Global asset manager PGIM Real Estate is looking to take advantage of the growing appetite for non-discretionary retail assets, listing a large format retail (LFR) centre in Melbourne’s northern suburbs two years after acquiring it.
PGIM Real Estate, the real estate investment business of PGIM, took control of Craigieburn Junction in mid-2019 after a $100 million fund-through style deal with its joint venture partners.
The 30,000sq m homemaker centre was developed on a 6.5h site at 420 Craigieburn Road in 2017 by Melbourne-based Oreana Property Group, led by Tony and Steven Sass.
The centre, anchored by major national tenants including, Nick Scali, Supercheap Auto, Freedom, a full-line medical centre, childcare and supermarket, is built around a 600-bay car park and includes a Caltex service station, Hungry Jacks drive-through restaurant and office space.
PGIM said that after multiple unsolicited approaches to acquire the asset, it decided to appoint JLL’s Nick Willis and Sam Hatcher and Stonebridge’s Justin Dowers and Philip Gartland to handle an on-market sale. PGIM Real Estate is understood to be looking for around $130 million.
“The global pandemic has accentuated the re-positioning of the ‘sectorial hierarchy’ within the Australian commercial real estate landscape,” Gartland said.
“While industrial investment has usurped almost all other commercial sectors, the attributes of the LFR sector, being the closest in configuration and simplicity to industrial, has not gone unnoticed.
“With prime industrial yields now well below 4 per cent, the attractiveness of the typical LFR asset, given its intrinsic land, lower site intensification, building attributes and yield arbitrage have all put the savvy industrial investor on high alert.”
According to JLL, the volume of LFR investment activity is up 79 per cent in the first half of 2021, to $540 million, on the constrained first half of last year.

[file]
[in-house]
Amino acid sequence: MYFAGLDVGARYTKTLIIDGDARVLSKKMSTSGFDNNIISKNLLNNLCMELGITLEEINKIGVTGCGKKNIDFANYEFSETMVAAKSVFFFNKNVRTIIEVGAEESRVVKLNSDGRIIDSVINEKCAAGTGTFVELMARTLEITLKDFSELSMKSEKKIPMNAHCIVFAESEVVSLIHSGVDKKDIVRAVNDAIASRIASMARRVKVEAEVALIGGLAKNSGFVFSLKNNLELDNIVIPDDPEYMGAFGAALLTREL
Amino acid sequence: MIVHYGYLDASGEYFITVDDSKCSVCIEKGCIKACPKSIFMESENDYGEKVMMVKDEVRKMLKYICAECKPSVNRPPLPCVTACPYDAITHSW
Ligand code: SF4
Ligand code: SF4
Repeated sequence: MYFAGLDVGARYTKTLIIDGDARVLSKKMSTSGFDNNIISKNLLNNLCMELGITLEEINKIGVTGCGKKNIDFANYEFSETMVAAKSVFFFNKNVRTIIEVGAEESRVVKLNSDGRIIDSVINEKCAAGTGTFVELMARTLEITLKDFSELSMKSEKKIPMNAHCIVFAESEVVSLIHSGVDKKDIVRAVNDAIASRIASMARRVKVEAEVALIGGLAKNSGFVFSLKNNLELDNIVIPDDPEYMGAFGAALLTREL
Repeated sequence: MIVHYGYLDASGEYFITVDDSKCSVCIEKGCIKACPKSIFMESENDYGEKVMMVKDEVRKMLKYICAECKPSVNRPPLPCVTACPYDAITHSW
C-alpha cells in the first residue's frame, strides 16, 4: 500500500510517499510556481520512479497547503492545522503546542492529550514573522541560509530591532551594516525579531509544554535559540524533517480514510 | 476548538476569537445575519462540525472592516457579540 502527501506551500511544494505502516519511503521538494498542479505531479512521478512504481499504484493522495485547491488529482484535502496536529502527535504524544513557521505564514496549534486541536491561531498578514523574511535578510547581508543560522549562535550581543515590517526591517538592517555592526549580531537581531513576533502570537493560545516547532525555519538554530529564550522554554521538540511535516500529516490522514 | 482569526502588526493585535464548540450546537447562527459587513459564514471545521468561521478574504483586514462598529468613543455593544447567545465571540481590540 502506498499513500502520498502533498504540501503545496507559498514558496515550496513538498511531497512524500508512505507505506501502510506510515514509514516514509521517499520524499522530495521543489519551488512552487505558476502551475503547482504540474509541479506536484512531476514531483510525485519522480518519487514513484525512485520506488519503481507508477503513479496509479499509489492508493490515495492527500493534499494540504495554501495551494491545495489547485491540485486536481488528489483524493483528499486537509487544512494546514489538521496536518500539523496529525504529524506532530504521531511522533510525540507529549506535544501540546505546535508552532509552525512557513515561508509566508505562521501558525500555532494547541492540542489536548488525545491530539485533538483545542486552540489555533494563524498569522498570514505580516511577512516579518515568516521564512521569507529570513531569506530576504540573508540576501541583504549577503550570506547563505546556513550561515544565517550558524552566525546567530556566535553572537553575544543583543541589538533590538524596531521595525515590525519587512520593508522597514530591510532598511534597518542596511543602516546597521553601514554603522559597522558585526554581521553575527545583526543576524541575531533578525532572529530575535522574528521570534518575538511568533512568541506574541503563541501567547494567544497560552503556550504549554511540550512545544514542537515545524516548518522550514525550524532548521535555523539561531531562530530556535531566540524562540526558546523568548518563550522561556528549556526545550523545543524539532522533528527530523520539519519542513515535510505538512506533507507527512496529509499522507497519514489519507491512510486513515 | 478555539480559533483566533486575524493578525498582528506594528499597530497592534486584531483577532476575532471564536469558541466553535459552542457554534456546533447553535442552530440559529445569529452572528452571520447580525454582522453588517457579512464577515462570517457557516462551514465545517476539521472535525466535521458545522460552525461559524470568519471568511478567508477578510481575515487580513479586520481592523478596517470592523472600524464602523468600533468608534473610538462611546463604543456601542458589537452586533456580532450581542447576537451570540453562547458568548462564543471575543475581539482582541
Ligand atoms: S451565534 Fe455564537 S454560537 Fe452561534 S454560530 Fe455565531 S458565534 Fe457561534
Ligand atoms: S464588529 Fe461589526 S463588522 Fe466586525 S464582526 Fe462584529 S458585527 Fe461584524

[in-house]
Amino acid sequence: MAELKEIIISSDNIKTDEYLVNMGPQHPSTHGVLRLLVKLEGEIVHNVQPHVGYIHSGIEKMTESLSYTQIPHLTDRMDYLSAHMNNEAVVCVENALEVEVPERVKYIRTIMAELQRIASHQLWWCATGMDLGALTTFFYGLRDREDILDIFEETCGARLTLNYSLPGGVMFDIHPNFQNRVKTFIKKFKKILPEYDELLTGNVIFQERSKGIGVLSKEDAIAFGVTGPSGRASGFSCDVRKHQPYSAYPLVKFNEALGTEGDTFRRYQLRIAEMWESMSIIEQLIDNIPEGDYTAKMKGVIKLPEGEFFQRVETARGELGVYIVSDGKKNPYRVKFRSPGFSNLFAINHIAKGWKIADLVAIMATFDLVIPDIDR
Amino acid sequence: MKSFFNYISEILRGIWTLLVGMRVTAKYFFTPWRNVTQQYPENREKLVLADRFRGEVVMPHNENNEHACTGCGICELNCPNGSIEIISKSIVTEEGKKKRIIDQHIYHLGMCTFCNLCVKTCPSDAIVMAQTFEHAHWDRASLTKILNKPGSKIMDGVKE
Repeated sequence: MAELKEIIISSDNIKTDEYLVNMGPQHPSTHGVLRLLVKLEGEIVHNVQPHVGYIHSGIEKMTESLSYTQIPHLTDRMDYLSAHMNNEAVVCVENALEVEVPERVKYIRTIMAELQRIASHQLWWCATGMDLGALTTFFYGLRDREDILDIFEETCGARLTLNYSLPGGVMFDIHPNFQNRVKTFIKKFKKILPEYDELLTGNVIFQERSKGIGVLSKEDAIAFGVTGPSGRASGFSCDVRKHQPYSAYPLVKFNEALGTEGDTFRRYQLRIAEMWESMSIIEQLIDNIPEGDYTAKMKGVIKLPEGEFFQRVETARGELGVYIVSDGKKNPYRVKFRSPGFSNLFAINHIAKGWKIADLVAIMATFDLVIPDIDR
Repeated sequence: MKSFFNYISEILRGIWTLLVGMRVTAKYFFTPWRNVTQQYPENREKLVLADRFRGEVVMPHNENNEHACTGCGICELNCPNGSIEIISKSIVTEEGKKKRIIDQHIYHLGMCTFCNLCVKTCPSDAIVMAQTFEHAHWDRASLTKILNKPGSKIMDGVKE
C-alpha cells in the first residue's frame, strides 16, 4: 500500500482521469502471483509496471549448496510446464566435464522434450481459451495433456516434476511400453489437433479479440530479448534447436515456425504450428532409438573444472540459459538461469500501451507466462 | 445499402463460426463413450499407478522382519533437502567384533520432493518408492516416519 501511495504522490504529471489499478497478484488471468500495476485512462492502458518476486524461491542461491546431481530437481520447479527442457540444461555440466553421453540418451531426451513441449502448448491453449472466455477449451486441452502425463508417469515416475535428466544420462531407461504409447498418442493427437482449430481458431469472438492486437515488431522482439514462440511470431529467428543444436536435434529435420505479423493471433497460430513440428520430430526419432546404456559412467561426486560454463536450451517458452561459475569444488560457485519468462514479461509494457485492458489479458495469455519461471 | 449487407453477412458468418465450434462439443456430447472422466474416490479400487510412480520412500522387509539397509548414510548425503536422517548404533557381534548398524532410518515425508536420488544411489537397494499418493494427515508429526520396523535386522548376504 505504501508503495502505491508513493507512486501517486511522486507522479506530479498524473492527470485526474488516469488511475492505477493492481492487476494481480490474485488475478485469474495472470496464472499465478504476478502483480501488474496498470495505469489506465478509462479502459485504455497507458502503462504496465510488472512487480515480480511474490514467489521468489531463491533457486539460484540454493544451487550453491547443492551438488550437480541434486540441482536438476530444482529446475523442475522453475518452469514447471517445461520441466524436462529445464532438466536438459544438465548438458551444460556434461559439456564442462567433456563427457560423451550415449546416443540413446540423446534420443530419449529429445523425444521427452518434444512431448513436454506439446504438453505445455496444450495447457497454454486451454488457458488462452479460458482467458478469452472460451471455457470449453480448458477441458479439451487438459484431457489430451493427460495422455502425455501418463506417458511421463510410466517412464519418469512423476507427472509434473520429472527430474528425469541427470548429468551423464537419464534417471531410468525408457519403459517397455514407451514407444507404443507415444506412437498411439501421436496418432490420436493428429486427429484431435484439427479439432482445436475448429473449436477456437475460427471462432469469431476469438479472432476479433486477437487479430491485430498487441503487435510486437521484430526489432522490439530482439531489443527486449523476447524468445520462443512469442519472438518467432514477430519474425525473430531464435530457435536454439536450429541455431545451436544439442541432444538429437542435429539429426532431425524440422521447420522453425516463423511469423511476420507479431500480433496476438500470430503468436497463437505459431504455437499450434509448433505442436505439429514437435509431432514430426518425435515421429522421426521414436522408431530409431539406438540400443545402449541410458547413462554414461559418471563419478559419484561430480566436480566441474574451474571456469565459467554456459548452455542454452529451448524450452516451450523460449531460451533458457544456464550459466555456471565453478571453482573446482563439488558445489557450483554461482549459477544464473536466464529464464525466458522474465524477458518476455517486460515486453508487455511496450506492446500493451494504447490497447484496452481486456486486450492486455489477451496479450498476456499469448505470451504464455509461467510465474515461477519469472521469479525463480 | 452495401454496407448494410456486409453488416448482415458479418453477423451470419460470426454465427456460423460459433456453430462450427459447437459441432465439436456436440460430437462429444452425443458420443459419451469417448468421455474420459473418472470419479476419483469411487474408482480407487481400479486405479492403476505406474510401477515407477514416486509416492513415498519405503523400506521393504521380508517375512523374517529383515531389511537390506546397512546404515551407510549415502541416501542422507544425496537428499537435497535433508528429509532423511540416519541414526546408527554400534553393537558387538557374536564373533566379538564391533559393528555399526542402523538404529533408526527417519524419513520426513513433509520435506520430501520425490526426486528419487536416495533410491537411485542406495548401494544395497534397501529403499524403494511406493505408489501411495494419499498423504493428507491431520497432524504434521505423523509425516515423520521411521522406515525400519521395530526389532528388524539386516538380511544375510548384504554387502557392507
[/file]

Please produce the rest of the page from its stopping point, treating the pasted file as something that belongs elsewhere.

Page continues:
Earlier this month, property funds manager Haben and JY Group picked up Casey Central, a triple supermarket and discount department store town centre in Melbourne’s south-east growth corridor, for $225 million.
In Geelong, Toorak-based investor David Feldman has offloaded the Coles-anchored Torquay Village for $40 million, on a yield of about 5 per cent.
In Morwell, 150 kilometres east of Melbourne, a group of private Malaysian investors sold a Coles supermarket and Liquorland plus seven non-discretionary specialty stores sold for $27.85 million on a yield of 4.9 per cent.
In Sydney and regional NSW, IP Generation, headed by Chris Lock and former Scentre executive Greg Miles, recently purchased the Lederer shopping centre portfolio for $300 million—a deal brokered by Willis and Hatcher.
The centres, predominantly leased to Coles, Woolworths and Aldi, are in Cessnock, Gosford, Richmond, Miranda, Corrimal and Goulburn.
Meanwhile, further north in Queensland, HomeCo Daily Needs REIT has spent $160 million on a retail centre and development site Victoria Point in Brisbane’s south-east.